S u m m a r y :
Charge your phone within seconds, thanks to a new battery electrode design, invented by a team of researchers from Drexel University’s College of Engineering. Their paper has recently been published in the journal Nature Energy.
How Batteries Work
Imagine charging your phone to full capacity in mere seconds—this would be absolutely awesome, right?! Just what we’d dream of, given that today’s world is thoroughly tech-oriented. Besides, instant gratification has become a thing in our contemporary societies, and so charging phones at such a fast rate is indeed highly desirable. With the new battery electrode design, this might soon become reality.
Let us first have a look as to how batteries work. Batteries consist of a components known as electrode connected to an electrical conductor called the electrolyte. When the system is connected to an electrical circuit, the electrolyte reacts chemically with the materials in the electrodes, a process whereby chemical energy is turned into electrical energy.
What Makes the New Battery Different
The new study documents the creation of a new electrode for the battery. The team developed it using a two-dimensional material called MXene which is an exceptionally good conductor of electricity. Batteries made of this can function at a much greater speed comparable to that of supercapacitors (electrical double-layer capacitors). Otherwise, the scientific world considers chemical charge storage in batteries and pseudocapacitors to be slower than physical storage used in supercapacitors, explains lead author Yury Gogotsi. His paper, thus, challenges this popular belief.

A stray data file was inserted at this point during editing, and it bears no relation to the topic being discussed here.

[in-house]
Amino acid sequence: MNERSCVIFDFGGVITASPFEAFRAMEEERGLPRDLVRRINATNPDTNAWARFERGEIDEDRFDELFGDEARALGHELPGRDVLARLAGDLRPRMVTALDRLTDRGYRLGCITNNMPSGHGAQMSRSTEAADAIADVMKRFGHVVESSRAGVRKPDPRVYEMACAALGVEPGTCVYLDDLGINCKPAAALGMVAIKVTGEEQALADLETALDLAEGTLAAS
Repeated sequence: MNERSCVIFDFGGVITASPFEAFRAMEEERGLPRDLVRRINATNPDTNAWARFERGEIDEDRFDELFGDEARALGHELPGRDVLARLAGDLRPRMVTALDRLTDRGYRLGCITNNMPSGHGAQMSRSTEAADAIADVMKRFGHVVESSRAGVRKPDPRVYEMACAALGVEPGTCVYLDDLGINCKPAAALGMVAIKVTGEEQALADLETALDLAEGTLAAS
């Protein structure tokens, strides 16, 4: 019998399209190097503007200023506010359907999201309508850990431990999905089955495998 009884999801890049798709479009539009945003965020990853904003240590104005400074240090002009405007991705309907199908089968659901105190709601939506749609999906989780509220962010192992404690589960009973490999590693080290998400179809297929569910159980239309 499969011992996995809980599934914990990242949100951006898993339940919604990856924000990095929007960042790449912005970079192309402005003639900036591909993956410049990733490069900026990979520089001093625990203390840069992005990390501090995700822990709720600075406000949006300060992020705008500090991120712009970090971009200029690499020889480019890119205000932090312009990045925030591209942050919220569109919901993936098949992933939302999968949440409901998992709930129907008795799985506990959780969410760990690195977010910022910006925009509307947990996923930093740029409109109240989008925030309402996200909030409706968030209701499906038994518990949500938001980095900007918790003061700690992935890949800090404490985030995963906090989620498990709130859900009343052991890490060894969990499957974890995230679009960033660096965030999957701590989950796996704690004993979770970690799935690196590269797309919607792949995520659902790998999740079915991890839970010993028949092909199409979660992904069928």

Energy is stored through the electrodes during charging. This energy is then used to power devices like mobile phones. Therefore, having an electrode that can be quickly charged, and at the same time made to store more energy would be ideal.
The findings show that charging MXene electrodes can happen in tens of milliseconds because the material is highly conductive. As Gogotsi explains, “ultrafast energy devices that can be charged and discharged within seconds” can be made possible with MXene while they are also able to store greater amount of energy than your usual supercapacitors.
Storing More Energy & Charging Faster
The new electrode is able to save more energy because it has many more ports where the electrical charge can be stored—this would mean that the battery would have more “juice”.
Study investigators Patrice Simon and Zifeng Lin have developed a hydrogel electrode that can carry more such ports. Morever, their colleagues included several small openings into the electrode design so that the MXene would be even more accessible to charged particles. In common batteries, on the other hand, these charged particles do not have easy access to storage ports, thus accounting for a slower process; furthermore, fewer of these particles make it to their destination at high speed. The new design, thus, does away with these limitations, as the MXene allows for a rapid flow of electrical current, with the particles also having more ports to go to.
“If we start using low-dimensional and electronically conducting materials as battery electrodes, we can make batteries working much, much faster than today,” says Gogotsi. “Eventually, appreciation of this fact will lead us to car, laptop and cell-phone batteries capable of charging at much higher rates—seconds or minutes rather than hours.”